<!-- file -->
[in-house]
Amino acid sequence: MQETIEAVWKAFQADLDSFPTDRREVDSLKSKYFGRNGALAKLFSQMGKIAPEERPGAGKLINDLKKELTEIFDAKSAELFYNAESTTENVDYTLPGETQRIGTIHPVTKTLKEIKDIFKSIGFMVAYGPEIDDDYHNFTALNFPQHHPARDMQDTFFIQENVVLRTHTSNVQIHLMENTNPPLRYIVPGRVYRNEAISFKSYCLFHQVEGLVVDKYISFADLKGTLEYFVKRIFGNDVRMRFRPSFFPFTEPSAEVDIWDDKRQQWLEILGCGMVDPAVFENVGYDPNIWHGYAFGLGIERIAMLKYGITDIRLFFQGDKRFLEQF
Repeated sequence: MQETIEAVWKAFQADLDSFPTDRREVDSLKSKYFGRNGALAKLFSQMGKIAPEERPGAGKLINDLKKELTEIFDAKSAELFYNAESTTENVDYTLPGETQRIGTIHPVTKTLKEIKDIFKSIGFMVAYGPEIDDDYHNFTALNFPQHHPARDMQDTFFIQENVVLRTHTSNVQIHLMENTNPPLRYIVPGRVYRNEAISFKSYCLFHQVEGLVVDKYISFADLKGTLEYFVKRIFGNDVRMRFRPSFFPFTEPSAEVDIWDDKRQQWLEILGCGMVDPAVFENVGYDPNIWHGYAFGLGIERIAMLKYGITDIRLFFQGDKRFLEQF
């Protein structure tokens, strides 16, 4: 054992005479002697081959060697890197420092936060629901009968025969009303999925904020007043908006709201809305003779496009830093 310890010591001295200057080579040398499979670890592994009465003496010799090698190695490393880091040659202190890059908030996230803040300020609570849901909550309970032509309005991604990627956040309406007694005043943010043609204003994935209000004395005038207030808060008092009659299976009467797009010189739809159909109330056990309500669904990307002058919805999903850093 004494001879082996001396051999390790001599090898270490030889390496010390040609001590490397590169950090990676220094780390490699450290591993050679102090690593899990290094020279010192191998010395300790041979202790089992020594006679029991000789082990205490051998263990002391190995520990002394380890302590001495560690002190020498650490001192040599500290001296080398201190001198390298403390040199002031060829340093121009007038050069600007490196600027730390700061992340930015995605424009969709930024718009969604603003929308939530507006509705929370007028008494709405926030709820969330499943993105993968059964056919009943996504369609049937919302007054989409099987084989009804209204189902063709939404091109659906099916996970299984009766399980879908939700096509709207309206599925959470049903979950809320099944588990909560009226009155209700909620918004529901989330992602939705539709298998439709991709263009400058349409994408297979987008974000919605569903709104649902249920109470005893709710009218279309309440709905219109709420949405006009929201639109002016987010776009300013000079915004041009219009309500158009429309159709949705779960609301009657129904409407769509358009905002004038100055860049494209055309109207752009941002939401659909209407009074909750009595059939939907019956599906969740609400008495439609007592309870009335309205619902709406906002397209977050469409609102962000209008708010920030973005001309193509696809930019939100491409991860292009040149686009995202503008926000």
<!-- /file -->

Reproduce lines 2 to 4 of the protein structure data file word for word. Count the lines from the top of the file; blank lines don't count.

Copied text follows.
Amino acid sequence: MQETIEAVWKAFQADLDSFPTDRREVDSLKSKYFGRNGALAKLFSQMGKIAPEERPGAGKLINDLKKELTEIFDAKSAELFYNAESTTENVDYTLPGETQRIGTIHPVTKTLKEIKDIFKSIGFMVAYGPEIDDDYHNFTALNFPQHHPARDMQDTFFIQENVVLRTHTSNVQIHLMENTNPPLRYIVPGRVYRNEAISFKSYCLFHQVEGLVVDKYISFADLKGTLEYFVKRIFGNDVRMRFRPSFFPFTEPSAEVDIWDDKRQQWLEILGCGMVDPAVFENVGYDPNIWHGYAFGLGIERIAMLKYGITDIRLFFQGDKRFLEQF
Repeated sequence: MQETIEAVWKAFQADLDSFPTDRREVDSLKSKYFGRNGALAKLFSQMGKIAPEERPGAGKLINDLKKELTEIFDAKSAELFYNAESTTENVDYTLPGETQRIGTIHPVTKTLKEIKDIFKSIGFMVAYGPEIDDDYHNFTALNFPQHHPARDMQDTFFIQENVVLRTHTSNVQIHLMENTNPPLRYIVPGRVYRNEAISFKSYCLFHQVEGLVVDKYISFADLKGTLEYFVKRIFGNDVRMRFRPSFFPFTEPSAEVDIWDDKRQQWLEILGCGMVDPAVFENVGYDPNIWHGYAFGLGIERIAMLKYGITDIRLFFQGDKRFLEQF
């Protein structure tokens, strides 16, 4: 054992005479002697081959060697890197420092936060629901009968025969009303999925904020007043908006709201809305003779496009830093 310890010591001295200057080579040398499979670890592994009465003496010799090698190695490393880091040659202190890059908030996230803040300020609570849901909550309970032509309005991604990627956040309406007694005043943010043609204003994935209000004395005038207030808060008092009659299976009467797009010189739809159909109330056990309500669904990307002058919805999903850093 004494001879082996001396051999390790001599090898270490030889390496010390040609001590490397590169950090990676220094780390490699450290591993050679102090690593899990290094020279010192191998010395300790041979202790089992020594006679029991000789082990205490051998263990002391190995520990002394380890302590001495560690002190020498650490001192040599500290001296080398201190001198390298403390040199002031060829340093121009007038050069600007490196600027730390700061992340930015995605424009969709930024718009969604603003929308939530507006509705929370007028008494709405926030709820969330499943993105993968059964056919009943996504369609049937919302007054989409099987084989009804209204189902063709939404091109659906099916996970299984009766399980879908939700096509709207309206599925959470049903979950809320099944588990909560009226009155209700909620918004529901989330992602939705539709298998439709991709263009400058349409994408297979987008974000919605569903709104649902249920109470005893709710009218279309309440709905219109709420949405006009929201639109002016987010776009300013000079915004041009219009309500158009429309159709949705779960609301009657129904409407769509358009905002004038100055860049494209055309109207752009941002939401659909209407009074909750009595059939939907019956599906969740609400008495439609007592309870009335309205619902709406906002397209977050469409609102962000209008708010920030973005001309193509696809930019939100491409991860292009040149686009995202503008926000």